I hope you continue to think of Axios Science as a treat for your brain (and a break from politics). This week, I talked with E.O. Wilson, experts weighed in on efforts to bring back extinct species, and, of course, we found something wondrous. Questions, comments or suggestions? You can reach me at firstname.lastname@example.org.
Quick note: Axios' Sara Fischer is launching a weekly newsletter about media trends. Sign up here to receive her insights on the fast-changing media landscape.
E.O. Wilson wants to put half the Earth in preservation
E.O. Wilson wants to finish what Carl Linnaeus started 300 years ago: cataloguing and naming all of Earth's species.
But we're only 20% of the way there, and he warns that if we fail to put half of Earth in nature preserves we will doom species — known and unknown. Our era, he says, could be remembered more for destroying Earth's biological diversity than for technological advances.
Why he matters: Wilson, whose expertise is ants, has become the planet's conscience when it comes to biodiversity. In the early 1960s, he and his colleague Robert MacArthur described how islands could maintain a greater number of diverse species. That idea was the foundation for nature reserves, now a tenet of global conservation efforts.
I spoke with Wilson about his idea to preserve half of Earth, whether biotechnology can save the planet's biodiversity, and more. Some key takeaways from our discussion:
His big idea:
A Linnaean renaissance:
Read more of my interview with him here.
Axios stories to spark your brain:
- Wildebeest carnage: The thousands of wildebeests that drown crossing the Serengeti's Mara River each year play an important role in nourishing the ecosystem.
- Cats rule: Scientists sequenced the DNA of ancient and modern cats to figure out when they were domesticated, following their path around the world over the past 9,000 years.
- Why suitcases wobble: Physicists solve a modern riddle — and offer a solution.
Humans have wrecked global biodiversity. Can we undo it?
Earlier this year, Harvard biologist George Church outlined his plan to produce elephant embryos that contain woolly mammoth genes. The news — big and even called fake — reignited a debate about whether and how gene editing can be used to bring back extinct species or at least some of their traits.
The context: The world's biodiversity, the sheer number of species, and the diversity of traits, is under threat. For example, on our current trajectory of fishing, mining, damming, and manufacturing, more than half of the planet's marine species may face extinction by 2100. At the same time, there is ongoing debate over how we should choose which species to try to save.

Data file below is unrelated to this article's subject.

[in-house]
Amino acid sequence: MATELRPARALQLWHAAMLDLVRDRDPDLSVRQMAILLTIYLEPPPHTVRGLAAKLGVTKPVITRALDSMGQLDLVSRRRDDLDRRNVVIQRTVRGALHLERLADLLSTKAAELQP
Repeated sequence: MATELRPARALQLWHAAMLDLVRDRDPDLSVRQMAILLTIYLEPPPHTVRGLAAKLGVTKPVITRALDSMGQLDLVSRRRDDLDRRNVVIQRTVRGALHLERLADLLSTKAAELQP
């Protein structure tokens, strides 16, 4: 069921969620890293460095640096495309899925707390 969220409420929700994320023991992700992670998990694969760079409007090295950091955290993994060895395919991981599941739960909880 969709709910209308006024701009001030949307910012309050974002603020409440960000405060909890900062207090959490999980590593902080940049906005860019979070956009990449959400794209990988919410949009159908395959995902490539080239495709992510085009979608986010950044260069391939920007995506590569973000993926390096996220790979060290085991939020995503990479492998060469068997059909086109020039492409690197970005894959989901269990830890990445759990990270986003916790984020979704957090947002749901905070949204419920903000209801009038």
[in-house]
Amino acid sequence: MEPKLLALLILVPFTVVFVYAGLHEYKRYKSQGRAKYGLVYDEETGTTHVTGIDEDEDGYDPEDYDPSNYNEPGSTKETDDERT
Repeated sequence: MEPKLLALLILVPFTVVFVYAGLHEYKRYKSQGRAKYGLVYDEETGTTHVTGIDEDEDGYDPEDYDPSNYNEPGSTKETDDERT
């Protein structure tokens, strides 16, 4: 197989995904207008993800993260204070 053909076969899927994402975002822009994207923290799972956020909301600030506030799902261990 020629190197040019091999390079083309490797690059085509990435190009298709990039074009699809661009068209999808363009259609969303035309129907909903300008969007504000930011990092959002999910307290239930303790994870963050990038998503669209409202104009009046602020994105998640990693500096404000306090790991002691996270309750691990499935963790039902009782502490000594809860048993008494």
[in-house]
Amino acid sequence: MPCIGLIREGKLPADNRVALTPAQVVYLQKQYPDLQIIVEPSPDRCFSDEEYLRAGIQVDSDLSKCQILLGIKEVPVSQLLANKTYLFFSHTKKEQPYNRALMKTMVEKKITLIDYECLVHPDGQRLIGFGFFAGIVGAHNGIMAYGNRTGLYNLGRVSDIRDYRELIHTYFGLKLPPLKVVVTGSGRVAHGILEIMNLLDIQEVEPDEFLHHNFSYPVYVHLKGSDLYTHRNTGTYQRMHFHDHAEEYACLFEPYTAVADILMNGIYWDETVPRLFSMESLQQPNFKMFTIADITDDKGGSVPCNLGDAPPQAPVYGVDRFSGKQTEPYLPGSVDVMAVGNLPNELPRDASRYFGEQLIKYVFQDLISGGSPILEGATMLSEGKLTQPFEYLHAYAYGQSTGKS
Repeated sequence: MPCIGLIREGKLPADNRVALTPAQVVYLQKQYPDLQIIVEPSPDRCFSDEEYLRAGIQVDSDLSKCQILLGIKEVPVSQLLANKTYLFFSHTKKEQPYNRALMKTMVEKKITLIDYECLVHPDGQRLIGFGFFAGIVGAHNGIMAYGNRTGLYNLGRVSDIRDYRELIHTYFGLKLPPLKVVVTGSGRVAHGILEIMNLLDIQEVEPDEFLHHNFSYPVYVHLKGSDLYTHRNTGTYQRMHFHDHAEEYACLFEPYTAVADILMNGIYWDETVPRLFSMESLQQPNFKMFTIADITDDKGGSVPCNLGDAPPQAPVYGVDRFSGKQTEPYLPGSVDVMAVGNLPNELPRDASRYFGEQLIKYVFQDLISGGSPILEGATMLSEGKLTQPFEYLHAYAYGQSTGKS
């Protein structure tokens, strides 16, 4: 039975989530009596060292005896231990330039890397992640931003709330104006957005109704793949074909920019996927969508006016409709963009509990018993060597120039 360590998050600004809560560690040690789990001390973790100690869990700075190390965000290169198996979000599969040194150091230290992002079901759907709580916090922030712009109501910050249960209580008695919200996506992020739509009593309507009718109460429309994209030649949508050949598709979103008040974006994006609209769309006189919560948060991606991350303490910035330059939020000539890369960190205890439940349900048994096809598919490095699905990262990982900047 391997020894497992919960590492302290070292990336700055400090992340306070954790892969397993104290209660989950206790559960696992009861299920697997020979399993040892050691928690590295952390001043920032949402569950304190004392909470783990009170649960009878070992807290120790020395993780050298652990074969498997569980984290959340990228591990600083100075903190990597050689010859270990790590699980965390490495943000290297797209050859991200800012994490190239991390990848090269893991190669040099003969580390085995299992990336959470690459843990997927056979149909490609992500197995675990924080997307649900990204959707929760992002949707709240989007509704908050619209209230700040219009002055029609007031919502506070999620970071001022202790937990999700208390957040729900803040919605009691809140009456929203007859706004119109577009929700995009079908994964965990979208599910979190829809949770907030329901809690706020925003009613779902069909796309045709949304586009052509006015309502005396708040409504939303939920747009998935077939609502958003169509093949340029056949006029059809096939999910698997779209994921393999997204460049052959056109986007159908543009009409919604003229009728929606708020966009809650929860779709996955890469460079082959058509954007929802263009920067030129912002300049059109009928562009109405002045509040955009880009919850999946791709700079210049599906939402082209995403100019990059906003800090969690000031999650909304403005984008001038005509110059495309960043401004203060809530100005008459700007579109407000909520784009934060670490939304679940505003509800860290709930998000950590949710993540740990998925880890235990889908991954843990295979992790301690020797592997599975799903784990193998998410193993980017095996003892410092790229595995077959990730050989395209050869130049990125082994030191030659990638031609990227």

Our question: Where does the science and technology on de-extinction stand? Can and should this be done, and what do we stand to gain and lose? Here's what five researchers had to say:
- Joseph Bennett, biologist, Carleton University: Keep animals from going extinct in the first place.
- Molly Hardesty-Moore, ecologist, University of California, Santa Barbara: Don't forget an extinct creature's ecology.
- Ben J. Novak, biologist, The Great Passenger Pigeon Comeback project: De-extinction is like any other conservation program.
- Alejandro Camacho, legal scholar, University of California, Irvine: Wildlife laws aren't ready for the return of extinct species.
- John Hawks, paleoanthropologist, University of Wisconsin-Madison: Bringing back Neanderthals.
What we're reading elsewhere:
- Neurology/theology: Richard Burton writes about scientists trying to understand consciousness. "Theories of consciousness are how we wish to see ourselves in the world, and how we wish the world might be."
- Scary humans: Mountain lions run at the strident sound of political pundits, per The Washington Post. The finding has implications for conservation efforts.
- What is space? A physicist and a cartoonist take on a fundamental and complex question.
The D.C. metro area has its own endangered species — a tiny, translucent crustacean called the Hay's Spring amphipod. Its home is Rock Creek Park where it hides beneath rocks and leaves, evading humans, and raising questions about whether it still exists. Erin Ross reports on a new study that detected small amounts of DNA shed in the water by the animal — proving it is still there.